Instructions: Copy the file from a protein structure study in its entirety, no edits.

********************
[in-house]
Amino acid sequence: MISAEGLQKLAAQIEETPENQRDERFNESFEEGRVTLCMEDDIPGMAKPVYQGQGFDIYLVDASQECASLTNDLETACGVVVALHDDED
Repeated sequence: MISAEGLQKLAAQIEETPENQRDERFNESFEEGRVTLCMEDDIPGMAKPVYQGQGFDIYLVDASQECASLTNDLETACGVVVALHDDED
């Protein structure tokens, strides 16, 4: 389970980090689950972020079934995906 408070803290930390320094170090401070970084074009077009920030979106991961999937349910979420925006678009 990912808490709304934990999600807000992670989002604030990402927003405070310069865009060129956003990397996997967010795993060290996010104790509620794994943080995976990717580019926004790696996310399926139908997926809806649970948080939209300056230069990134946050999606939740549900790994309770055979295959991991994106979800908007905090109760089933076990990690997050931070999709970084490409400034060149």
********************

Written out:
[in-house]
Amino acid sequence: MISAEGLQKLAAQIEETPENQRDERFNESFEEGRVTLCMEDDIPGMAKPVYQGQGFDIYLVDASQECASLTNDLETACGVVVALHDDED
Repeated sequence: MISAEGLQKLAAQIEETPENQRDERFNESFEEGRVTLCMEDDIPGMAKPVYQGQGFDIYLVDASQECASLTNDLETACGVVVALHDDED
């Protein structure tokens, strides 16, 4: 389970980090689950972020079934995906 408070803290930390320094170090401070970084074009077009920030979106991961999937349910979420925006678009 990912808490709304934990999600807000992670989002604030990402927003405070310069865009060129956003990397996997967010795993060290996010104790509620794994943080995976990717580019926004790696996310399926139908997926809806649970948080939209300056230069990134946050999606939740549900790994309770055979295959991991994106979800908007905090109760089933076990990690997050931070999709970084490409400034060149």